Reviewed by Ann Durrell
This reprisal of the Birmingham Royal Ballet’s 1981 production of Tchaikovsky’s iconic Swan Lake no detail has been left out. From the atmospheric staging to the beautiful costumes, the precise choreography to expertly delivered score everything comes together to deliver a truly stunning spectacle.
We are introduced to Prince Siegfried at a gathering, drinking with his companions before they are interrupted by his mother. Concerned about her son’s behaviour and lack of a wife Siegfried is told he must take a wife to be chosen at the next evening’s royal ball. Prince Siegfried is not so keen and when he and his friends see a flock of swans flying over, they pick up their crossbows and head out to the forest to hunt.
Act two in the woods Prince Siegfried discovers a group of swans who before his eyes transform into beautiful maidens. It is there he first lays eyes on Odette danced by Momoko Hirata and they fall in love. Hirata is mesmerising in the role, her grace and the precise delivery of the movements is captivating. The dance of the little swans is delivered to perfection and the swan maidens are elegant throughout. Evil owl-like sorcerer Rothbart is lurking in the shadows watching the two would be lovers dance, in the knowledge that the flock are under his spell and in the day will once again transform back to swan form.
Act three, the Royal Ball is when the real magic happens. Each of the visiting dignitaries arrive to introduce their princesses to Siegfried. We are then truly treated to outstanding dancing from the whole company which is complemented by their beautiful costumes. Hirata as Odile, Rothbart daughter dances so well I was holding my breath watching her turn, turn and turn again without ever touching the floor. Cesar Morales dances as Prince Siegfried and he too is perfection in the role and I could not take my eyes off the stage. Unfortunately, it is in act three where the tale all takes a more sorrowful turn. Siegfried dances with Odile not realising it is not Odette who we see projected to the back of the stage. It is too late by the time he realises his mistake as he has already proclaimed to the court he will marry Odile, therefore sentencing her to life in swan form.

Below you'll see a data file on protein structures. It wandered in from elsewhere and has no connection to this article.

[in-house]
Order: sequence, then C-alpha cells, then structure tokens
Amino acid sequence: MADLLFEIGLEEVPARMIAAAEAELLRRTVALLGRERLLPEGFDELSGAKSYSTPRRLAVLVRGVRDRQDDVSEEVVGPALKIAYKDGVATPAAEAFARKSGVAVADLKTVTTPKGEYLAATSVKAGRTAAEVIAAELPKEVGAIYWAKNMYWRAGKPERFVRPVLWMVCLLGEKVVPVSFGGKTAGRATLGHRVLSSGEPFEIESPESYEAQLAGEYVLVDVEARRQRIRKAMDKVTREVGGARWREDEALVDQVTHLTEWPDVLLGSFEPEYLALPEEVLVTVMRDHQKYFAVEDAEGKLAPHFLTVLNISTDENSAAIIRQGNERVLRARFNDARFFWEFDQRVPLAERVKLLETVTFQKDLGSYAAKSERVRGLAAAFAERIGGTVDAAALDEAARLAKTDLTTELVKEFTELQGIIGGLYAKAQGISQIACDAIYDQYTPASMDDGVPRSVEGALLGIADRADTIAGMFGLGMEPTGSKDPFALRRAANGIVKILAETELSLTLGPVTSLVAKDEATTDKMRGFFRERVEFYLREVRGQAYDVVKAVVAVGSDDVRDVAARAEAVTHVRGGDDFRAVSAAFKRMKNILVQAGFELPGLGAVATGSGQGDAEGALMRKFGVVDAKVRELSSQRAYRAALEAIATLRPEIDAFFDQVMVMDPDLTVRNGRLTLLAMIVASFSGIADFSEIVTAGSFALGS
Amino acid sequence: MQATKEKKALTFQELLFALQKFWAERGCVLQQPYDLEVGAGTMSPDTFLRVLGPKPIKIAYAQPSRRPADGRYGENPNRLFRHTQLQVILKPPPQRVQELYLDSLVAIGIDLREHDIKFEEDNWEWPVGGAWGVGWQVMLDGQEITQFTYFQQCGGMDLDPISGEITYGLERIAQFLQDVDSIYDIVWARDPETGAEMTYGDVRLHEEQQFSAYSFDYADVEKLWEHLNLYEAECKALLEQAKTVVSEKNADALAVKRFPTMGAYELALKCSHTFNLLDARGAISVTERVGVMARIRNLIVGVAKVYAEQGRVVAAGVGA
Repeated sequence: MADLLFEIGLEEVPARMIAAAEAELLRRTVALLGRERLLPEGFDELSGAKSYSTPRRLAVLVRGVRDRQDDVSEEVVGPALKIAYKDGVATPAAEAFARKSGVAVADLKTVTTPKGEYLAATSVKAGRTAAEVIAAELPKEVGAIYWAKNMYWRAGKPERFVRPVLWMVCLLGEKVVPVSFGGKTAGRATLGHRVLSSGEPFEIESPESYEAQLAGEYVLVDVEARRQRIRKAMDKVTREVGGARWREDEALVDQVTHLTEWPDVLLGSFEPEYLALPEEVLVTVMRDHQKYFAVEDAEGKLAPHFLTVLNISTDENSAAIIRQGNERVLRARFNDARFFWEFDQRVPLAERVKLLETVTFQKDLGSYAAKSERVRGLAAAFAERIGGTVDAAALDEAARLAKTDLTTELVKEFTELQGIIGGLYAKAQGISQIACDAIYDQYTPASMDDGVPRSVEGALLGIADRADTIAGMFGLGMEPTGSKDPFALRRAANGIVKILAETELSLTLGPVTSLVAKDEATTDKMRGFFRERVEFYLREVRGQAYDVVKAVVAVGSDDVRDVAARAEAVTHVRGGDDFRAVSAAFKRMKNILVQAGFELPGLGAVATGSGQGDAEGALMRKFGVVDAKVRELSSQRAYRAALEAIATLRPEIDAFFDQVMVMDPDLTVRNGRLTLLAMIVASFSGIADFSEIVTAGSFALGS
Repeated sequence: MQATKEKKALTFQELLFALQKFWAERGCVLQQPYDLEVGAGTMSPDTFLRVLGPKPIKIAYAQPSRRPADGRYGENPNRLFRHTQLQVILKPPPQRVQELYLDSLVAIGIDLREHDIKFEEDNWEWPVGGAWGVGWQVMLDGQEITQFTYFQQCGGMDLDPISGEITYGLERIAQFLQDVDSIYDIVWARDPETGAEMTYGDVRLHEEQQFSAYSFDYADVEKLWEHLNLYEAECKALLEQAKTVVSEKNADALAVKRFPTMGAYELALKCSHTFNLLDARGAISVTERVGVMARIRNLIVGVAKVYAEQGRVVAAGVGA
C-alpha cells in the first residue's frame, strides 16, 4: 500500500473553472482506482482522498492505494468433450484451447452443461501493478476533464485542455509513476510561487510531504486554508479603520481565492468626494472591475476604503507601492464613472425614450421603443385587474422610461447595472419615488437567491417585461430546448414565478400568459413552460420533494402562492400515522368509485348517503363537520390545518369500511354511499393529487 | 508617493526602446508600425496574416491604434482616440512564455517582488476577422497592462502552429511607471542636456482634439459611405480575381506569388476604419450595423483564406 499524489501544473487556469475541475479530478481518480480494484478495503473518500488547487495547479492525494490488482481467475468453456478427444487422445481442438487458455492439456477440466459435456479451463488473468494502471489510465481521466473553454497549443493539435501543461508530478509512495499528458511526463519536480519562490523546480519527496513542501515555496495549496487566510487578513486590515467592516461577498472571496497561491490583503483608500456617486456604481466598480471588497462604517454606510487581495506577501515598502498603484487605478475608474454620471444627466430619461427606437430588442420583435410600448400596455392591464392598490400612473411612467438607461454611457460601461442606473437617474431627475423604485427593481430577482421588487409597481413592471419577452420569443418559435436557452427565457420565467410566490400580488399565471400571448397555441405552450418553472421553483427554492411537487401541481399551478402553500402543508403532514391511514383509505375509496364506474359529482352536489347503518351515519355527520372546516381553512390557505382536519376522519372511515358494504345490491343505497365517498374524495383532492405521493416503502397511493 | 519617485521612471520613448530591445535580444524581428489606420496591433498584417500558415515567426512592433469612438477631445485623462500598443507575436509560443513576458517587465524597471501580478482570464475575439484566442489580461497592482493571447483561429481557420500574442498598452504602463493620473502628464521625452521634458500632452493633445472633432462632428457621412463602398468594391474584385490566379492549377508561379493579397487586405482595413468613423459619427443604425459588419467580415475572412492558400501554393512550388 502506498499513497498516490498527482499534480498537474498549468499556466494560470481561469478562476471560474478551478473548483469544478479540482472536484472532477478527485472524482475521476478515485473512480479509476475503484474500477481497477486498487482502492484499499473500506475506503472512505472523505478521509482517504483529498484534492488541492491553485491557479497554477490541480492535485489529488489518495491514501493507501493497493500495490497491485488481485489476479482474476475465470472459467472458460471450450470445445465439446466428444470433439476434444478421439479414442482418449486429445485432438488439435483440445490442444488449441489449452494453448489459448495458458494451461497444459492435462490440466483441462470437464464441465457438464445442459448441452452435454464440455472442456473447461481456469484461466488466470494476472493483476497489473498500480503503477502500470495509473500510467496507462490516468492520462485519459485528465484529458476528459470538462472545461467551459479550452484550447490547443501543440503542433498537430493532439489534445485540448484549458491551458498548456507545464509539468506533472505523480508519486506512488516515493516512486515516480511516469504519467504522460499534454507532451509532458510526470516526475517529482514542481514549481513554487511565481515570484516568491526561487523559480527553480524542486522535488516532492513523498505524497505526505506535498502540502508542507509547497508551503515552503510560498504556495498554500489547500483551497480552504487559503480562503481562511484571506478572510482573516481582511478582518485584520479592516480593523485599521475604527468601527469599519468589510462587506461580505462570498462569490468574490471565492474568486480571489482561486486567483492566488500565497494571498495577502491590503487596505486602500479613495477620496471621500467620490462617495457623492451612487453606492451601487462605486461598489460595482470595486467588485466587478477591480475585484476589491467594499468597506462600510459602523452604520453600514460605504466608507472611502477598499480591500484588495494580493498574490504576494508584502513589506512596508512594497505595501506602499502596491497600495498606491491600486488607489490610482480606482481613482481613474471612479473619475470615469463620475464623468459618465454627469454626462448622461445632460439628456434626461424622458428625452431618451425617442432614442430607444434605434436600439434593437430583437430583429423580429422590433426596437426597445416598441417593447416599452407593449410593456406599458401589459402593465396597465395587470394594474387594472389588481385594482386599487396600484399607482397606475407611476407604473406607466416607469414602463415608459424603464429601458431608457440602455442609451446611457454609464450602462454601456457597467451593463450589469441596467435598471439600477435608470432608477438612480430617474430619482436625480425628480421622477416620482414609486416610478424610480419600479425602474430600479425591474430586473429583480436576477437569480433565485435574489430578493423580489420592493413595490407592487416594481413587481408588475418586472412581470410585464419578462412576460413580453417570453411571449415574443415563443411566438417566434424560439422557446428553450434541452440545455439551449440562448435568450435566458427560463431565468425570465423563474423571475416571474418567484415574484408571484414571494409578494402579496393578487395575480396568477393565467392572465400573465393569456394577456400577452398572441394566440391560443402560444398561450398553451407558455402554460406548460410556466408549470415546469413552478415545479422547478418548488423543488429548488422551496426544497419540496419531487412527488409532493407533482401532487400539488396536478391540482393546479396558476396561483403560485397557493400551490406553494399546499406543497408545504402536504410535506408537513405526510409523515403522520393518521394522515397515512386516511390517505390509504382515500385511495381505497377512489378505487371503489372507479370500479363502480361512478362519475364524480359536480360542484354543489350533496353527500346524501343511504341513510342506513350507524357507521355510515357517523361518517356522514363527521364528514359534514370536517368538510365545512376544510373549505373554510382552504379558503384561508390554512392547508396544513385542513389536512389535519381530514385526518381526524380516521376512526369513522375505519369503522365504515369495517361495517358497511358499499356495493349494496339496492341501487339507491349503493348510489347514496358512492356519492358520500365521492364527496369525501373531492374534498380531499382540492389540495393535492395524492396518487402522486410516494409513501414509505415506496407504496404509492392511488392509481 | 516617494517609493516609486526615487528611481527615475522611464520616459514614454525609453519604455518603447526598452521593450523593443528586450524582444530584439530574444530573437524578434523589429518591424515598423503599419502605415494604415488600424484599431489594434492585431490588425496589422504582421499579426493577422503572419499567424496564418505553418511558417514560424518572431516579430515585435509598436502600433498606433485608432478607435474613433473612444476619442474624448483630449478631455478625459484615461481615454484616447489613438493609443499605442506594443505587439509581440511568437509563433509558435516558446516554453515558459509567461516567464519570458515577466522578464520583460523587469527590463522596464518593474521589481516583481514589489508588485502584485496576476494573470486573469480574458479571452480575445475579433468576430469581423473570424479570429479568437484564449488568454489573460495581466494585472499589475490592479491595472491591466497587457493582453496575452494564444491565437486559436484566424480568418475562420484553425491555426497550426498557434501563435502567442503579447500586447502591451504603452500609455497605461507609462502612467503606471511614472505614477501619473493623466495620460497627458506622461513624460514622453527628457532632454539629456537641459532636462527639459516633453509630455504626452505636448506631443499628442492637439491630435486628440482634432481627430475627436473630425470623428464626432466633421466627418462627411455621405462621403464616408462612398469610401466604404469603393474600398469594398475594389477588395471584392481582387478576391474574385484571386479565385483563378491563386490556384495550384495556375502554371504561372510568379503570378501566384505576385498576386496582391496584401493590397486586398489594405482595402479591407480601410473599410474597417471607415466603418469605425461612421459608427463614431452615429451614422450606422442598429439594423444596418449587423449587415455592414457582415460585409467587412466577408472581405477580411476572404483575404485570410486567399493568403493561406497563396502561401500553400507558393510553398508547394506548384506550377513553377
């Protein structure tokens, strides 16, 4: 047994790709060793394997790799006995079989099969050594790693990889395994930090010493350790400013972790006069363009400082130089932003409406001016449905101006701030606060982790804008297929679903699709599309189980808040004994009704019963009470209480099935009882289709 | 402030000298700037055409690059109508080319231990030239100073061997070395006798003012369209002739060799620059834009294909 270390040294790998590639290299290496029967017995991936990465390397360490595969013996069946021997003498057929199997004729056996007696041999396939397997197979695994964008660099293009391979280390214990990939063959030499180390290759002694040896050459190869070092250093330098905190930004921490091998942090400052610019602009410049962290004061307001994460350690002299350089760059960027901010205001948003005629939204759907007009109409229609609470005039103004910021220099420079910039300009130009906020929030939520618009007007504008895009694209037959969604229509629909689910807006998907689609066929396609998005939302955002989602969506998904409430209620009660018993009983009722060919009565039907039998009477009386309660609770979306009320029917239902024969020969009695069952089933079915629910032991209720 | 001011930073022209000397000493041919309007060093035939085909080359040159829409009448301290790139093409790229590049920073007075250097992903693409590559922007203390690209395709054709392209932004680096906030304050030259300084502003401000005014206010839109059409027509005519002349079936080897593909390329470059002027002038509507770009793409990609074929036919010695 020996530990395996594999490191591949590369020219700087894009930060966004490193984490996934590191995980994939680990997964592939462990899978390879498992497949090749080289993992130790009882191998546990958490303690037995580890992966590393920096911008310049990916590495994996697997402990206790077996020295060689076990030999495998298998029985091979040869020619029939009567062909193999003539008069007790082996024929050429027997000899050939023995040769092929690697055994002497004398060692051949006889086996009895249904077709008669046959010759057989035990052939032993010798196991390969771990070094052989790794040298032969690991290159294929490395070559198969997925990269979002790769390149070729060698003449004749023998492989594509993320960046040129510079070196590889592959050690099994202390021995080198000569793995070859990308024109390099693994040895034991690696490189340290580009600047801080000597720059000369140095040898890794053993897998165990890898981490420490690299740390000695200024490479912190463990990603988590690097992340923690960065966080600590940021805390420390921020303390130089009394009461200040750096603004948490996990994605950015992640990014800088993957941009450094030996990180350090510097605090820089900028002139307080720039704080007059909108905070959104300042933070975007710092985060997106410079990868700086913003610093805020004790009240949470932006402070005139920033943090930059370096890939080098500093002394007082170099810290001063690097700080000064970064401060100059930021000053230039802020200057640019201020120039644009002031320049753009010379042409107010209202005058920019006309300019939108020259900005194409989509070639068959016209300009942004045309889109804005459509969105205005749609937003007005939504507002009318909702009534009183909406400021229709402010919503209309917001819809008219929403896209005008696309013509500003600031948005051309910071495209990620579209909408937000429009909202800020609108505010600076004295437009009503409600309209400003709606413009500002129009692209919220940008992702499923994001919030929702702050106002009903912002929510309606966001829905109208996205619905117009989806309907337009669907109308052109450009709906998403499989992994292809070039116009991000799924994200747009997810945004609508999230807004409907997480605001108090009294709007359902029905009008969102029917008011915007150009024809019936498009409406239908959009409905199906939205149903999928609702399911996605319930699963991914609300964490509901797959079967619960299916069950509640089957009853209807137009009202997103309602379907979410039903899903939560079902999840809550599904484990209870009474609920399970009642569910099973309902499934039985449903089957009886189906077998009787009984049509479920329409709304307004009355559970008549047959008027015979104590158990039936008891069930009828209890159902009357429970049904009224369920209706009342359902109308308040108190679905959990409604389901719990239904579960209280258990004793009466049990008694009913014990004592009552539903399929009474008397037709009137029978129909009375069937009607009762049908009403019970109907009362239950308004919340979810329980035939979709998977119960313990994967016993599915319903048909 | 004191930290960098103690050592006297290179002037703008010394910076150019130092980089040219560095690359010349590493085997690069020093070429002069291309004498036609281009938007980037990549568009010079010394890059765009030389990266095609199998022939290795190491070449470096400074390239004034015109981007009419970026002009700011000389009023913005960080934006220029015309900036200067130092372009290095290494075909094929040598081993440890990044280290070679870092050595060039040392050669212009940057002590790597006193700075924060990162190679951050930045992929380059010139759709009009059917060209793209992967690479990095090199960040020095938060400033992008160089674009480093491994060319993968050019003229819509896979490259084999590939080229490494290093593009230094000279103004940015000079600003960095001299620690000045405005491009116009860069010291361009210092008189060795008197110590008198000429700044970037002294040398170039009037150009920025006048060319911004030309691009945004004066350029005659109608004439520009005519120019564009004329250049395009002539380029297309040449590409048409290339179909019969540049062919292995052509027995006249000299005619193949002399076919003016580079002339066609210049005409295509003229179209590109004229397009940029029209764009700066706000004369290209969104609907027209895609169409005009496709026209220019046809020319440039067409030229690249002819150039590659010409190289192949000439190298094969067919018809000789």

Act four and Siegfried rushes to the lake to beg forgiveness but the spell can no longer be broken, Odette chooses to die rather than remain a swan forever. Siegfried unable to live without is love walks into the lake with her to spend their eternity together. The emotions evoked in the audience during act 4 are apparent through the absolute silence in the theatre.
With the Royal Ballet Sinfonia performing the legendary score without flaw everything about this production is superb. The running time includes a 20 minute break after act two and another 15 minute interval after act three, Birmingham Royal Ballets’ Swan Lake is a must-see for any ballet fans or first-timers.
Tickets cost from £10 (booking fees may apply).
Birmingham Royal Ballet: Swan Lake is at The Lowry in Manchester from 4-7 March 2020, for more information or to book tickets visit www.thelowry.com or call the box office on 0843 208 6000.
The Lowry, Pier 8, Salford Quays, Manchester, M50 3AZ | 0843 208 6000